One of my patients recently brought in a magazine article whereby a popular mainstream magazine article was citing an article from the British Medical Journal (BMJ) from April 2011 regarding calcium increasing risk for heart attacks.
She was concerned that taking her usual low dosage -- 400-800mg of
calcium supplement per day -- would put her at higher risk of heart
attacks. This incident spurred me to write this article to clarify this
issue for all women who were concerned about their bones, but are now
concerned about their heart as well as their bones.
The article, published in BMJ in 2011, was one in which the authors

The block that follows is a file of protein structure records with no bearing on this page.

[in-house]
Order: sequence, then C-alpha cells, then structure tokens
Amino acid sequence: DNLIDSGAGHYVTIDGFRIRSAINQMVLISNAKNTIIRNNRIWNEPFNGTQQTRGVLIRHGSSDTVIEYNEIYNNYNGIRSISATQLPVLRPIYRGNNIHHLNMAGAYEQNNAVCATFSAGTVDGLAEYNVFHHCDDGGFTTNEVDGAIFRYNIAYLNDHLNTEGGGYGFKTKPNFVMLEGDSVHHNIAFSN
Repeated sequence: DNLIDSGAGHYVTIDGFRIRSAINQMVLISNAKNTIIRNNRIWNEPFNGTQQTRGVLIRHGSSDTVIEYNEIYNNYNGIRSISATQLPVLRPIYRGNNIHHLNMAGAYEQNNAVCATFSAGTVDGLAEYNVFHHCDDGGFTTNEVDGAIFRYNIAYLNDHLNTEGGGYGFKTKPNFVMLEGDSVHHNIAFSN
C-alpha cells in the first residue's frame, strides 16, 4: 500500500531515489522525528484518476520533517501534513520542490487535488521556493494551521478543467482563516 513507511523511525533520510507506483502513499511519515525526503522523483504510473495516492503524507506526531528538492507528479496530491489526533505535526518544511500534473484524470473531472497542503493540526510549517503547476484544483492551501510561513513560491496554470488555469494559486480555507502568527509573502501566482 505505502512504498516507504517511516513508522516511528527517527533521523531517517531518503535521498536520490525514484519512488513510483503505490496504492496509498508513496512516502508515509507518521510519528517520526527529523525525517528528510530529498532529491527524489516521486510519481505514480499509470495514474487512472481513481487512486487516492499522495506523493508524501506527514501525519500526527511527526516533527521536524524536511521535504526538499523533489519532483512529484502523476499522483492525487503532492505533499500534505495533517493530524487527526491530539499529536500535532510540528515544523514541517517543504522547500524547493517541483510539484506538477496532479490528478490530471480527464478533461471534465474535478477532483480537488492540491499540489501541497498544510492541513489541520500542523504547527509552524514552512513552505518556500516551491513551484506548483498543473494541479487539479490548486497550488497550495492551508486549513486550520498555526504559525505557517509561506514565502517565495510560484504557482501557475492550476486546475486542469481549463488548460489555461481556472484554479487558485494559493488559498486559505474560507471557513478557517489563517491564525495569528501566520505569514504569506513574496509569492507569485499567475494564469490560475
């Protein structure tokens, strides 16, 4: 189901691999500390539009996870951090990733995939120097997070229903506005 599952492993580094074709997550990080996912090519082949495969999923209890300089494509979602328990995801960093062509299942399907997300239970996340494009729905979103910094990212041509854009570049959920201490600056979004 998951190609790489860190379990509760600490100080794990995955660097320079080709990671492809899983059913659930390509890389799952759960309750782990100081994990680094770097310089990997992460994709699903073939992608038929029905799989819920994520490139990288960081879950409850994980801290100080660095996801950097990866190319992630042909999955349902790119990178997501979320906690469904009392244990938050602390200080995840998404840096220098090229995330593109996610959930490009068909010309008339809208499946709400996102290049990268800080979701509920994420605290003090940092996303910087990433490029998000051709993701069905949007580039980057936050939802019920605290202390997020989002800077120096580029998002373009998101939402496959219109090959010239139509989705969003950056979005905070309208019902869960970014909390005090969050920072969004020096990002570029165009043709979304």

re-evaluated the data from the Women's Health Initiative (WHI) study on
calcium supplementation where 36,282 women were looked at in a
seven-year, randomized, placebo-controlled study as to how calcium and
vitamin D supplementation affected them.
In the initial study meta-analysis, there was no increased risk of
heart disease seen in the study for women on calcium and vitamin D. But
in the re-evaluation of a sub-group of the study (about 16,718 women),
which then was published as the 2011 article in BMJ, the women who were
not taking any personal calcium supplements were lower in risk of heart
attacks then those women who were taking the treatment dosages of
calcium and vitamin D.
Source - Huffington post